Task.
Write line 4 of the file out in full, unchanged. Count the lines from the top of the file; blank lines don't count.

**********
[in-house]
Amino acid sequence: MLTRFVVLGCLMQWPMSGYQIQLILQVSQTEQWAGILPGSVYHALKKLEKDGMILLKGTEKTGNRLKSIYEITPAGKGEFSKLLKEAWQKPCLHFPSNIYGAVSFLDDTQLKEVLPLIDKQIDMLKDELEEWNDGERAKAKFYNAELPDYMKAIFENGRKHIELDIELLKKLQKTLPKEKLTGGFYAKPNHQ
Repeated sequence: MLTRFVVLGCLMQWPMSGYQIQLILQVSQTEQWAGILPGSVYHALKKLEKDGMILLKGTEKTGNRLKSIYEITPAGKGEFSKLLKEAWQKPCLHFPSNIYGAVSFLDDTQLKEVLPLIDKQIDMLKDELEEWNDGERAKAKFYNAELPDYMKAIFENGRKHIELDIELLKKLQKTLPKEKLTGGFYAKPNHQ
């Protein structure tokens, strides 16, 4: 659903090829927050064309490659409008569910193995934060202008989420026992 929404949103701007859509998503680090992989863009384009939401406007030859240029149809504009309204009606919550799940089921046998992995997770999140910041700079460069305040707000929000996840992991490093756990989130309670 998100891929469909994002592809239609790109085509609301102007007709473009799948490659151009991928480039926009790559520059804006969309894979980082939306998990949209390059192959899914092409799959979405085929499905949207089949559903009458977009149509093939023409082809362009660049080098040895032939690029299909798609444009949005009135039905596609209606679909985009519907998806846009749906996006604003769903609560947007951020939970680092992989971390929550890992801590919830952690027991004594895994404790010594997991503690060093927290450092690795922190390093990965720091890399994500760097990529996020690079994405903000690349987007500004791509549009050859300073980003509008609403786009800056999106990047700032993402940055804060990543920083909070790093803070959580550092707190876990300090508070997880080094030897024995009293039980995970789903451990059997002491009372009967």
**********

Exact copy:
């Protein structure tokens, strides 16, 4: 659903090829927050064309490659409008569910193995934060202008989420026992 929404949103701007859509998503680090992989863009384009939401406007030859240029149809504009309204009606919550799940089921046998992995997770999140910041700079460069305040707000929000996840992991490093756990989130309670 998100891929469909994002592809239609790109085509609301102007007709473009799948490659151009991928480039926009790559520059804006969309894979980082939306998990949209390059192959899914092409799959979405085929499905949207089949559903009458977009149509093939023409082809362009660049080098040895032939690029299909798609444009949005009135039905596609209606679909985009519907998806846009749906996006604003769903609560947007951020939970680092992989971390929550890992801590919830952690027991004594895994404790010594997991503690060093927290450092690795922190390093990965720091890399994500760097990529996020690079994405903000690349987007500004791509549009050859300073980003509008609403786009800056999106990047700032993402940055804060990543920083909070790093803070959580550092707190876990300090508070997880080094030897024995009293039980995970789903451990059997002491009372009967």